Some of the worst symptoms that Tucker experienced affected his hands. "I lost my fine motor skills in my left and right hands and I couldn't hold an object like a pen, a knife and fork. I could sort of grip a pen, but I definitely couldn't write my name or anything - and this is just from being absolutely fine a few days earlier."
Tucker continued: "I went from spraying an aerosol can to not being able to decompress the nozzle; I couldn't even unscrew the cap of a toothpaste tube. I couldn't lift my hands above my head to wash my hair. I couldn't open any sweet packets. I couldn't tear open a sachet of sugar for tea or coffee."
It got to a stage where the teen even struggled to walk. "I was able to walk even at my worst, but almost with the help of somebody else and I struggled to walk for more than 50 metres at a time without having to go and lay down again on the hospital bed."
Tucker's condition stabilised in hospital after a week and he was not given any treatment.
The situation was highly traumatic for his parents.
'Frightening, scary and traumatic'
"I was devastated and frightened," his mom Meghan Tucker said. She added that it was scary to have him admitted to ICU directly from the consulting rooms, but also a relief to have a firm diagnosis.
"The neurologist was very positive that Andrew would ultimately make a complete recovery, although it would be long and slow, so we had to cling to that re-assurance."
Describing how he felt, dad Peter Tucker said: "It was frightening. It was scary. It was traumatic."
He said that he had been worried about how severe the disorder would become. "He was getting weaker and weaker and not able to do basic day-to-day bodily functions. He could no longer tie his shoe laces or tie his buttons. He couldn't write, so it was frightening going from a perfectly healthy kid to someone with this illness just about overnight."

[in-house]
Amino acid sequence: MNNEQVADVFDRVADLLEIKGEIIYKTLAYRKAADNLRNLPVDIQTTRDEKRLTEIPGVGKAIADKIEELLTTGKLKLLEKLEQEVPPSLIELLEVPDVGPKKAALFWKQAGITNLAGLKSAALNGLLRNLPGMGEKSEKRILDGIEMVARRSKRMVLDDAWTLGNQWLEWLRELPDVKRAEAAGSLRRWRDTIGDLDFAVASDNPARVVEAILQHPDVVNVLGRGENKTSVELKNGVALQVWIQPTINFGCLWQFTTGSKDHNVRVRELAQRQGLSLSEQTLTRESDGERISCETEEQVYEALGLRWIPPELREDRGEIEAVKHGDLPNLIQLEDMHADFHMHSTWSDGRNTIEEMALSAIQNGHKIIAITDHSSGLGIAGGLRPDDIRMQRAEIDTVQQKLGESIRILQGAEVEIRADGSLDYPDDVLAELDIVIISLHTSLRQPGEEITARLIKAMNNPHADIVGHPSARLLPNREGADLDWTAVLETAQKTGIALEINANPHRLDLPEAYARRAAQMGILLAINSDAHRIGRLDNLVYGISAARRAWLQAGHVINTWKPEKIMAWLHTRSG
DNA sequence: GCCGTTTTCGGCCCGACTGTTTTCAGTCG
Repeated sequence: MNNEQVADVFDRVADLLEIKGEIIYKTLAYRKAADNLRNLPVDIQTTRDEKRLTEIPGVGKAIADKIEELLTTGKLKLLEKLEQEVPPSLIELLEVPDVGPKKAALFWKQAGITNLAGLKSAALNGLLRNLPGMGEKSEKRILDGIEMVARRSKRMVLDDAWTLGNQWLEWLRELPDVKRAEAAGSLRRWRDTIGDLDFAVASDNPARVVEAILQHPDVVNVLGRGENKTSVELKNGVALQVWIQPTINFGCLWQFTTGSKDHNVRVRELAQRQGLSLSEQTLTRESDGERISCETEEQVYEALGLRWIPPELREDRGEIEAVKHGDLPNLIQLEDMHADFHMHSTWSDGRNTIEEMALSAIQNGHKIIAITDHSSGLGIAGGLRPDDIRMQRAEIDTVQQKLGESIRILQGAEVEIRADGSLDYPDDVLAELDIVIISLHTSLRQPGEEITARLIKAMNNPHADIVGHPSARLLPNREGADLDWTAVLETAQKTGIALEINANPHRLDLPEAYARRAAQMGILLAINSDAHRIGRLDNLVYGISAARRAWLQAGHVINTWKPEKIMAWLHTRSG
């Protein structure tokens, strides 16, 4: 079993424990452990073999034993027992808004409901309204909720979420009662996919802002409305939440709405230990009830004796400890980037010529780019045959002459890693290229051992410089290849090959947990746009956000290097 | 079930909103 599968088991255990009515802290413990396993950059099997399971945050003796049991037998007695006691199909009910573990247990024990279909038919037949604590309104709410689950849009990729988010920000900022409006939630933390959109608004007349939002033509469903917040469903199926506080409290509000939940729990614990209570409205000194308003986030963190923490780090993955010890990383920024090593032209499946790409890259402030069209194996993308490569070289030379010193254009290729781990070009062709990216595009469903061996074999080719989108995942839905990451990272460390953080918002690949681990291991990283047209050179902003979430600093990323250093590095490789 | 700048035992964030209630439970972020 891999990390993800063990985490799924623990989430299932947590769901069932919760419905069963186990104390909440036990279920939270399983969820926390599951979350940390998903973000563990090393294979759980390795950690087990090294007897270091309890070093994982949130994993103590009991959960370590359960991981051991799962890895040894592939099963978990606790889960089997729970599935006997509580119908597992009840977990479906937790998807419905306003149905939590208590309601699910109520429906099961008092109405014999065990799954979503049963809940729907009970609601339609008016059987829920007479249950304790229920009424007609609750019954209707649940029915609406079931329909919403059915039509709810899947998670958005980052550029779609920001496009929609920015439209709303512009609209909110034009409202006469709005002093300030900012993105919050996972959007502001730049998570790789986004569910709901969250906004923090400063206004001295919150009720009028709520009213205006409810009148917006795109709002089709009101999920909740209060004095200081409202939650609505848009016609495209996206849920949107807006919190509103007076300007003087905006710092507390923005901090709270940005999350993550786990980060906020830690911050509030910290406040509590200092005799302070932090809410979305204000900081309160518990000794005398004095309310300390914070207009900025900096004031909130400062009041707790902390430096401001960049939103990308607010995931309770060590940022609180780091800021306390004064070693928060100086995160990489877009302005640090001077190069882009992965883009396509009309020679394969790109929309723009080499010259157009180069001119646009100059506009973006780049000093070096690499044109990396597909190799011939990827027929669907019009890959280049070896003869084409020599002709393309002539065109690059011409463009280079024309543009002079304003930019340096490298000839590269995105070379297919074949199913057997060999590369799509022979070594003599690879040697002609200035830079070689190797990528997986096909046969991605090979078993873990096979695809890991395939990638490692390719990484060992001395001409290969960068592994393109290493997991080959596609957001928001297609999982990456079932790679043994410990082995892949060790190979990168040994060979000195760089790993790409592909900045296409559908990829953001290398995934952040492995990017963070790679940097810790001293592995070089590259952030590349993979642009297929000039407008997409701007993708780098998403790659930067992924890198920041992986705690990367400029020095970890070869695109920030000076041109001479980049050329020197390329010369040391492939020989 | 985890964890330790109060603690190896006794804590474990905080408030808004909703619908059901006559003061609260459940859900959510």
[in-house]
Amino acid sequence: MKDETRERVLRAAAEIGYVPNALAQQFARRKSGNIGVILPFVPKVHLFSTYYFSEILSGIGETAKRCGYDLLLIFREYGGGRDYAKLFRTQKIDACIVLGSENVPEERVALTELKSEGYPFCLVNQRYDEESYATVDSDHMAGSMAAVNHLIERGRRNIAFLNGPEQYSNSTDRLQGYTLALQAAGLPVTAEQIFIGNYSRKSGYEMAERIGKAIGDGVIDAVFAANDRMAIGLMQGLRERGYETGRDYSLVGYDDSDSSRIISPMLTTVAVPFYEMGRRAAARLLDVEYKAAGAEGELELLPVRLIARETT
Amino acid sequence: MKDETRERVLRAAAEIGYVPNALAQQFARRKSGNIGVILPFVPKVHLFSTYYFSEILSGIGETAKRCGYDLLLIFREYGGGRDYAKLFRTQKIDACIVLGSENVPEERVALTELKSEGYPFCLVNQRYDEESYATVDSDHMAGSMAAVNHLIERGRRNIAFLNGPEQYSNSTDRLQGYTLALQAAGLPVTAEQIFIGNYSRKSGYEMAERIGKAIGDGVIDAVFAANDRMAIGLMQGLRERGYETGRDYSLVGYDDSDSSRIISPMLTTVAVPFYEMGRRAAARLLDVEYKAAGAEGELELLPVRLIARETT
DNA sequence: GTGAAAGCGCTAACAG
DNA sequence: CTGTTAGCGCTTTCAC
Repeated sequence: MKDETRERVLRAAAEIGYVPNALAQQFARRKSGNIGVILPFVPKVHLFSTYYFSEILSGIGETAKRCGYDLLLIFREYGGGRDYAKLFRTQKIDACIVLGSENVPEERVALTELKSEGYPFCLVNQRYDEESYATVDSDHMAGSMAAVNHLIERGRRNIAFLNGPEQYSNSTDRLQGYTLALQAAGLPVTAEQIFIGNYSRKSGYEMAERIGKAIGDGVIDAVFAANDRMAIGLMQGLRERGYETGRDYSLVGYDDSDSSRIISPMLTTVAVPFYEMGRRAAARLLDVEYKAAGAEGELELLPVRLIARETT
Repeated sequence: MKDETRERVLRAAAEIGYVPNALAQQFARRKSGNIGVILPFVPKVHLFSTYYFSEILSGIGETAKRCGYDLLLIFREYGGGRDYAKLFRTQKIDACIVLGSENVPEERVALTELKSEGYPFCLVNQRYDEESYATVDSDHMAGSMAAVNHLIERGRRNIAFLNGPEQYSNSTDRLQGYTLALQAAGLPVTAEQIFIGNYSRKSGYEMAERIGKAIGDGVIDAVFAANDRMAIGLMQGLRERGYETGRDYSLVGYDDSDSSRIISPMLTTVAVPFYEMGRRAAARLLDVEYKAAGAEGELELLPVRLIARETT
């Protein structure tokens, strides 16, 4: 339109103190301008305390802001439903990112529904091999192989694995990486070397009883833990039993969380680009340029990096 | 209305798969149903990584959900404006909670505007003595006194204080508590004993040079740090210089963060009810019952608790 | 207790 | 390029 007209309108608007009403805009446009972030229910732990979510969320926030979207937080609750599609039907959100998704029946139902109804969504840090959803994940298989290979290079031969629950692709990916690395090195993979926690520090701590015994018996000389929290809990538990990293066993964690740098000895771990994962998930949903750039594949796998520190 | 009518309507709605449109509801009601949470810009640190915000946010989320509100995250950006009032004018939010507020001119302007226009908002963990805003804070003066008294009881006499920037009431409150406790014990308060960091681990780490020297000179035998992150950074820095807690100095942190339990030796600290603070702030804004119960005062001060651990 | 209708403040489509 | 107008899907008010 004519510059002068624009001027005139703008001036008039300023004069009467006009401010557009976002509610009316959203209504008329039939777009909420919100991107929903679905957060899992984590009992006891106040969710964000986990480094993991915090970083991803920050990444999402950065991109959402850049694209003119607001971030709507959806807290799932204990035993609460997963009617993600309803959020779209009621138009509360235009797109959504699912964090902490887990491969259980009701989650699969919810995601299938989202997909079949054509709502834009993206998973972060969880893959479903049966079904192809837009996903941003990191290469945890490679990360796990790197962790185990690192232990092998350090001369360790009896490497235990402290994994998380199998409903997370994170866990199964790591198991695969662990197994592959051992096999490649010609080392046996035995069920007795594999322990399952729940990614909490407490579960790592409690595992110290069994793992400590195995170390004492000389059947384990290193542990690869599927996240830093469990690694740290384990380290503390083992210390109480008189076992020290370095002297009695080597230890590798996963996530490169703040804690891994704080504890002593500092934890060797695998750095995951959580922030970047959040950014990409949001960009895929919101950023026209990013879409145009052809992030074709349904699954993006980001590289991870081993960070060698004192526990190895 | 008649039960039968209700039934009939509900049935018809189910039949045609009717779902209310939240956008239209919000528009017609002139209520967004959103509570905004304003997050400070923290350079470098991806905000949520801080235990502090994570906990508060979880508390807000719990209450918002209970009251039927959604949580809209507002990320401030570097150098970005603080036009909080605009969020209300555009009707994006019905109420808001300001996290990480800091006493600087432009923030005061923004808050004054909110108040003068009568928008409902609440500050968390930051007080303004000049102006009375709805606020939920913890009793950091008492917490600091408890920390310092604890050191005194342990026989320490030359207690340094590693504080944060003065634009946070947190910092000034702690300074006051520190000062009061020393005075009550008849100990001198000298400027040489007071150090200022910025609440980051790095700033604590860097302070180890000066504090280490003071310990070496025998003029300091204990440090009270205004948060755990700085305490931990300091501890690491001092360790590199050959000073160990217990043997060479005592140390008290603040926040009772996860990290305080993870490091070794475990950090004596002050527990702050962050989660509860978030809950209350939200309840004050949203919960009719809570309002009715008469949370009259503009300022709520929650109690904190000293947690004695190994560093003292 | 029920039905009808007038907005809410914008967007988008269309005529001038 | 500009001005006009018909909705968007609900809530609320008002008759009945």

Typically, his father said, one gets the symptoms and then descends into the illness before it levels off. "Andrew was quite fortunate that he reached his plateau early compared to other people suffering from the illness."
His father expressed his gratitude for the strong support network surrounding his son.
"Fortunately, we were surrounded by positive people. The neurologist who was treating him, as well as the occupational therapist and physiotherapist got involved pretty early in the process and they were incredibly positive and helped us to stay positive."
He noted that his son's headmaster, as well as teachers at the school, went above and beyond the call of duty to help him get back on track.
Tucker wasn't able to attend a full school day - because he was too fatigued - until the end of the second term. At times he would arrive at school at 09:30 and then leave again at 12:00.
"I came in and out of school for about an hour or two at a time. During the second term, I stayed for longer sessions at a time. But even when I went back for a full day, by the end of the week, I was so exhausted that I had to take a day off."
He said that it was through hard work and perseverance that he was able to get through the many obstacles he faced.
A doctor's touch...
While Tucker was in hospital, it dawned on him that he would like to dedicate his life to making a difference to the lives of others by studying medicine.
"At the beginning of the year I was pretty much on the fence between medicine and business science and probably even leaning slightly away from medicine. But after all that had happened, I realised while I was lying in ICU - right there and then - that I want to be able to do what my doctor did for me for somebody else one day by becoming a doctor and following a career in medicine."
His doctor didn't perform a miracle. It was simply his optimism and words like "you are going to be okay, you are going to be fine" that inspired Tucker.
"I can only praise my doctor. I owe a lot to him. He was very positive from the start and that made me positive about the situation."
Having being treated by a neurologist, Tucker said he too would like to specialise in neurology, but added that he might change his mind if something else caught his attention during his studies at the University of Cape Town.